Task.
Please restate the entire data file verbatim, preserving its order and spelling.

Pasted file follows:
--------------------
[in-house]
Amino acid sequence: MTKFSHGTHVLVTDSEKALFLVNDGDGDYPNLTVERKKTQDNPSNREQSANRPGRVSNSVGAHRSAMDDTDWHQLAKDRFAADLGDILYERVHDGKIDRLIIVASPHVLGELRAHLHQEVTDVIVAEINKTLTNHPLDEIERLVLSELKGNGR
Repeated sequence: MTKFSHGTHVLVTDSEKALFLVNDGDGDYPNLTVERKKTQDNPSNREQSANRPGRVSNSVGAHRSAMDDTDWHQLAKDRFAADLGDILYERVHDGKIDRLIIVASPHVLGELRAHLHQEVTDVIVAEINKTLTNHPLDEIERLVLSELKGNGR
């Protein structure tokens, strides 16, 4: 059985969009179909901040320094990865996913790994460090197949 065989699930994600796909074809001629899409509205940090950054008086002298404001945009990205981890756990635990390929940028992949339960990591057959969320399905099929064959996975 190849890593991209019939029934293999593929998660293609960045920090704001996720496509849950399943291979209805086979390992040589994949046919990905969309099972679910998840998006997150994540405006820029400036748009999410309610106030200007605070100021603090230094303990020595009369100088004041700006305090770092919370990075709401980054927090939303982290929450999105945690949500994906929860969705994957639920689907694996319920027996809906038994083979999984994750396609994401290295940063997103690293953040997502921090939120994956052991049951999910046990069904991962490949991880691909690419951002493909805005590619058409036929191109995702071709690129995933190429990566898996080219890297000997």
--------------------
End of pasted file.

[in-house]
Amino acid sequence: MTKFSHGTHVLVTDSEKALFLVNDGDGDYPNLTVERKKTQDNPSNREQSANRPGRVSNSVGAHRSAMDDTDWHQLAKDRFAADLGDILYERVHDGKIDRLIIVASPHVLGELRAHLHQEVTDVIVAEINKTLTNHPLDEIERLVLSELKGNGR
Repeated sequence: MTKFSHGTHVLVTDSEKALFLVNDGDGDYPNLTVERKKTQDNPSNREQSANRPGRVSNSVGAHRSAMDDTDWHQLAKDRFAADLGDILYERVHDGKIDRLIIVASPHVLGELRAHLHQEVTDVIVAEINKTLTNHPLDEIERLVLSELKGNGR
């Protein structure tokens, strides 16, 4: 059985969009179909901040320094990865996913790994460090197949 065989699930994600796909074809001629899409509205940090950054008086002298404001945009990205981890756990635990390929940028992949339960990591057959969320399905099929064959996975 190849890593991209019939029934293999593929998660293609960045920090704001996720496509849950399943291979209805086979390992040589994949046919990905969309099972679910998840998006997150994540405006820029400036748009999410309610106030200007605070100021603090230094303990020595009369100088004041700006305090770092919370990075709401980054927090939303982290929450999105945690949500994906929860969705994957639920689907694996319920027996809906038994083979999984994750396609994401290295940063997103690293953040997502921090939120994956052991049951999910046990069904991962490949991880691909690419951002493909805005590619058409036929191109995702071709690129995933190429990566898996080219890297000997």